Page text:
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“Refinance – yes, no, maybe”? With interest rates at historic lows, I field this question a lot. My response is always the same: “Well, it depends”.

There is no one-size-fits-all answer to the refi question. A multitude of factors are at play here:

  • What are you trying to accomplish?
  • What are the details of your existing mortgage?
  • What other debts do you have?
  • How is your monthly cashflow?
  • What do you want your finances to be like 30 years from now?
  • Will you be okay with having a mortgage payment then?
  • How long do you expect to stay in this home?

Every single homeowner’s unique financial planning situation dictates whether refinancing is a beneficial option.

Two big motivations tend to drive homeowners down the refi path: Increasing monthly free cashflow and paying off debt more quickly. Extra cash at the end of each month can help with saving for an emergency, retirement, or another long-term goal. Getting rid of debt leads to a big boost in financial flexibility. Finding the right balance between the two is immensely important.

Here are five common reasons why homeowners refinance:

Reason #1: To lower the monthly mortgage payment.

The mortgage tends to be the biggest monthly bill homeowners face. This expense will be around for a very long time. A 30-year note means 360 months of payments. Payments are a combination of principal (paying back the money you borrowed), interest (what the lender charges for lending you the money), taxes, and insurance. Refinancing to a loan with a lower interest rate can be very beneficial to a homeowner seeking additional cashflow, as the total monthly payment will decrease. Less money going to the monthly mortgage means more available money for other financial needs.

Reason #2: To eliminate PMI.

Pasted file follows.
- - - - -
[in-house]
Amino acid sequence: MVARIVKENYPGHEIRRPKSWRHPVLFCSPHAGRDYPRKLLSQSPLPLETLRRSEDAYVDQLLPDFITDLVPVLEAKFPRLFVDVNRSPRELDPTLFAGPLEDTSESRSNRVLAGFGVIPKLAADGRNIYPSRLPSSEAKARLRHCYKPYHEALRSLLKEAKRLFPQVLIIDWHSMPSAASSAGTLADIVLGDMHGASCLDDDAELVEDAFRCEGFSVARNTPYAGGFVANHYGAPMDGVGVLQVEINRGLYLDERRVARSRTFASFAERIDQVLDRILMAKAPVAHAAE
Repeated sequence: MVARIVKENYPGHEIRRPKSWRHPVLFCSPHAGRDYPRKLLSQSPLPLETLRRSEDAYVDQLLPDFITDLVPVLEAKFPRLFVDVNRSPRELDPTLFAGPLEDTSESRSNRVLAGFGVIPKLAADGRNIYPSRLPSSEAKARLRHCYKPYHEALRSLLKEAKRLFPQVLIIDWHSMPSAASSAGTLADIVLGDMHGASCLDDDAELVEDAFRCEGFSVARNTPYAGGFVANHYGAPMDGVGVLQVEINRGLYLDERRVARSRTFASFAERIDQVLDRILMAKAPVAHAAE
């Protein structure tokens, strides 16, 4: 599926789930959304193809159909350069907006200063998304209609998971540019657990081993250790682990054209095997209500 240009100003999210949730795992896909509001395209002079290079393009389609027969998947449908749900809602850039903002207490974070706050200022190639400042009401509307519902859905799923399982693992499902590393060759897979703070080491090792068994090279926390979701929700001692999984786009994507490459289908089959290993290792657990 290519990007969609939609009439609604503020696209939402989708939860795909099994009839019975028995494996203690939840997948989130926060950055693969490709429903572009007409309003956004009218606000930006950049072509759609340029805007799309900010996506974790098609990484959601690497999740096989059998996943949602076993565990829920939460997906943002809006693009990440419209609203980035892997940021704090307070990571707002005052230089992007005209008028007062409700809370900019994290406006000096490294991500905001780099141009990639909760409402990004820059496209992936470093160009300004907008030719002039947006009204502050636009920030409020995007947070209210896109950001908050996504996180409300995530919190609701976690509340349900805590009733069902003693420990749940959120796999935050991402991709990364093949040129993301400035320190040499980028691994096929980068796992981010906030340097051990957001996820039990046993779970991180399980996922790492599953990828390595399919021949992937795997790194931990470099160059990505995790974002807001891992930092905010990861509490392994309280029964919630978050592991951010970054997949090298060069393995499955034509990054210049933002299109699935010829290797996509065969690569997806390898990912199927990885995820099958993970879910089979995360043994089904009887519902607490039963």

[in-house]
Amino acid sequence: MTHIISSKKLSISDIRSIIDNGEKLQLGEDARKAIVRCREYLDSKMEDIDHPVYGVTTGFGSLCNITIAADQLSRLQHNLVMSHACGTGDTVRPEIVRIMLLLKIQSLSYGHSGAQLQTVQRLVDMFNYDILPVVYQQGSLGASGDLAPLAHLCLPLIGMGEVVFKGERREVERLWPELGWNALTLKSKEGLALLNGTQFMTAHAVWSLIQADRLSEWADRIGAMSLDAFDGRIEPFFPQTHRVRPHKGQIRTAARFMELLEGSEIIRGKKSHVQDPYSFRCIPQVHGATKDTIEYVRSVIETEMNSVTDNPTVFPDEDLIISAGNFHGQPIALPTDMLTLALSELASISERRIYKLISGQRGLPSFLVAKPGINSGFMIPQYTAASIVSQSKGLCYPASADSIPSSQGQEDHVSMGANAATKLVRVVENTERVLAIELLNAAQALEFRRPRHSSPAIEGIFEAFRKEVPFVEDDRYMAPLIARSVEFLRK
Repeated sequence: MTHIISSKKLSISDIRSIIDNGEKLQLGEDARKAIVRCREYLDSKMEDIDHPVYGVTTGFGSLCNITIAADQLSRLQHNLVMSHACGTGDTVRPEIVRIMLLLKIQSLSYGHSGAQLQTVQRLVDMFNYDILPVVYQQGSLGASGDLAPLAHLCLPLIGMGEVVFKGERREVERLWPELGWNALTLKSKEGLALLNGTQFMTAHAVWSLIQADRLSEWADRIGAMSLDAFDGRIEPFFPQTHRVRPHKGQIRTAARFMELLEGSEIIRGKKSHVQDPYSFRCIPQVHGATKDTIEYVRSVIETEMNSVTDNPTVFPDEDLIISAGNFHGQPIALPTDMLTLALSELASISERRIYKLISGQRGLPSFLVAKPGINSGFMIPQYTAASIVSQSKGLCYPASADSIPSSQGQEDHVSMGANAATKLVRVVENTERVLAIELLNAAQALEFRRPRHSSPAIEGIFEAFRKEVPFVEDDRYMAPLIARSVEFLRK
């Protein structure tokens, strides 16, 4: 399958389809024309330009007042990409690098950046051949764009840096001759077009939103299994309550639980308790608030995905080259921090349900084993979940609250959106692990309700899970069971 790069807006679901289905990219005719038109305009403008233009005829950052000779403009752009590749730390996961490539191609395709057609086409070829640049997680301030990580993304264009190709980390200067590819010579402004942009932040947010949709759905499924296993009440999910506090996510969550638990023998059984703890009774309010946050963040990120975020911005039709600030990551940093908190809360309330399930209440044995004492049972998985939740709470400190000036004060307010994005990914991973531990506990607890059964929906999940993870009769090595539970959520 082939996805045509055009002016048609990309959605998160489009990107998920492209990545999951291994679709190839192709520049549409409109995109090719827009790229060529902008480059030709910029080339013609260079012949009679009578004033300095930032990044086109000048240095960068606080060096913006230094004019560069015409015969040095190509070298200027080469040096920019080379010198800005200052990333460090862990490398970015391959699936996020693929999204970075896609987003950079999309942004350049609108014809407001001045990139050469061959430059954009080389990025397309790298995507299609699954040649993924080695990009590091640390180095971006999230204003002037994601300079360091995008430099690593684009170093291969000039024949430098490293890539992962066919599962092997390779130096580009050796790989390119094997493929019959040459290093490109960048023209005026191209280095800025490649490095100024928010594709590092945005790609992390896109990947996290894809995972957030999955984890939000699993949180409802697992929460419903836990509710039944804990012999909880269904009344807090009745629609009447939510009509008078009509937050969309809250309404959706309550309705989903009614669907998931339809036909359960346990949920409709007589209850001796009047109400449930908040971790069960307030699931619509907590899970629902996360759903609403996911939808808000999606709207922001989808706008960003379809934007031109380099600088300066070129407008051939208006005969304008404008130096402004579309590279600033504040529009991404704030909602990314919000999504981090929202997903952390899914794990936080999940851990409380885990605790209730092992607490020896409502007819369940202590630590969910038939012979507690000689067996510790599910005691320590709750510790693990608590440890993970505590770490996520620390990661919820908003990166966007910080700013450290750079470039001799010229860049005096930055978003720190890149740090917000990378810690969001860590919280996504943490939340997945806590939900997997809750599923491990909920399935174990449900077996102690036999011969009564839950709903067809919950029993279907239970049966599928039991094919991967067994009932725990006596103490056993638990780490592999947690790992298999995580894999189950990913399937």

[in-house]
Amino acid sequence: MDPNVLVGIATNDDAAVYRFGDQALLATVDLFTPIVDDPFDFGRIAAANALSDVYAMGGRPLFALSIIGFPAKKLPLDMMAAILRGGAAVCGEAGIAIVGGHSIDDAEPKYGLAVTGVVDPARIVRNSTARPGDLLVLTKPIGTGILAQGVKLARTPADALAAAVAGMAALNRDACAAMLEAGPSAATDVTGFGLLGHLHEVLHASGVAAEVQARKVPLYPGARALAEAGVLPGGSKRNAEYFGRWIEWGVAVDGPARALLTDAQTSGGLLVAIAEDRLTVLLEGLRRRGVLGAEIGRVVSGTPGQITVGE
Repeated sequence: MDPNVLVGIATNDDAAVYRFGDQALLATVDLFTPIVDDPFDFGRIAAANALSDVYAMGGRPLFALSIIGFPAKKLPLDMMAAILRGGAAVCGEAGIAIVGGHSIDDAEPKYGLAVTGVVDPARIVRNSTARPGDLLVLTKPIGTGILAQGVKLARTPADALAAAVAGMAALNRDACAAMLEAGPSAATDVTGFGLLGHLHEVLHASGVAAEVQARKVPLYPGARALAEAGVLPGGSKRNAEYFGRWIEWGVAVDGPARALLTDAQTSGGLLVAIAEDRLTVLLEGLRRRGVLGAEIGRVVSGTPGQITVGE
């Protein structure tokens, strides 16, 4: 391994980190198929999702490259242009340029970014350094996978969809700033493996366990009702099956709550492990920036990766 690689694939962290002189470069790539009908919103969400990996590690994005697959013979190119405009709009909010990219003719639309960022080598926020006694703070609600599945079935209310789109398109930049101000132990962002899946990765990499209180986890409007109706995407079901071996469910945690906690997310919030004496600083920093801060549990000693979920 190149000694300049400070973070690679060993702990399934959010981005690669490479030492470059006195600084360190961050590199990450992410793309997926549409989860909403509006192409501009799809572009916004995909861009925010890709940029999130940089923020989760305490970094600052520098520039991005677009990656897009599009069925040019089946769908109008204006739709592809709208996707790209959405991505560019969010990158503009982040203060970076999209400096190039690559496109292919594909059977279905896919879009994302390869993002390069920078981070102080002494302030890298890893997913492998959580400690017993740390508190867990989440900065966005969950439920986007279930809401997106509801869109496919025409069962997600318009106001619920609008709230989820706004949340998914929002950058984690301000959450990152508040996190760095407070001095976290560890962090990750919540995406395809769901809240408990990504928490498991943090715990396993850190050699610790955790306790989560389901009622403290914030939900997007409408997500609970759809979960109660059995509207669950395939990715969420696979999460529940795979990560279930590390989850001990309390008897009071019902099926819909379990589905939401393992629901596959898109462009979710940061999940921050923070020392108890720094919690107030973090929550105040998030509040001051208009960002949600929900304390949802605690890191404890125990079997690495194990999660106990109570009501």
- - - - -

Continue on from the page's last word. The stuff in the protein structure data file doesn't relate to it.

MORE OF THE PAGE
PMI, or private mortgage insurance, is often required by the lender if the homebuyer is not able to put 20% down at closing. It is a way for lenders to protect themselves from the potential for loan default. PMI is an additional monthly charge to the homeowner built into the mortgage payment. Through a refi, the equity in a home can be utilized to eliminate the PMI requirement, lowering the total monthly mortgage bill.

Reason #3: To eliminate a second mortgage.

Some homebuyers decide to take out a second mortgage during the purchasing process. Second mortgages tend to have higher interest rates than first mortgages, as they are second in line for repayment in the event of default. Refinancing can offer homeowners an opportunity to close out a second mortgage if there is enough equity available. By doing so, homeowners can cut down on the total amount of interest paid on the debt over the lifetime of the loan.

Reason #4: To tap into equity.

One of the big benefits of homeownership is the ability to accumulate equity (the amount of money you would receive in a home sale after loan payoff). Equity can be difficult to access when it is tied up in your house, which is where the refi comes in. Through the refinancing process, homeowners can pull out a chunk of equity. It can be a solid option for working toward other financial priorities, like credit card debt paydown, saving for college, or a big renovation project.  This option is usually most prudent when the homeowner plans to live in the house for the foreseeable future.  Otherwise, the costs involved with refinancing may not be worth it in the long run.

Reason #5: To cut down on the mortgage term.

The most utilized term for a fixed-rate mortgage is 30 years. Homeowners with accumulated equity and ample cashflow may decide to refinance to cut some years off the term of the loan. By refinancing into a lower interest rate loan, homeowners may be able to transition to a 15 year note with little change to their monthly payment. Going this route is particularly attractive for pre-retirees. Lowering monthly expenses can offer quite a bit of financial freedom during those retirement years.

Trying to figure out if refinancing is the right choice for you and your family? A financial plan can offer plenty of insight into how restructuring your mortgage could impact your unique situation. Want to learn more? Schedule a free initial consultation here.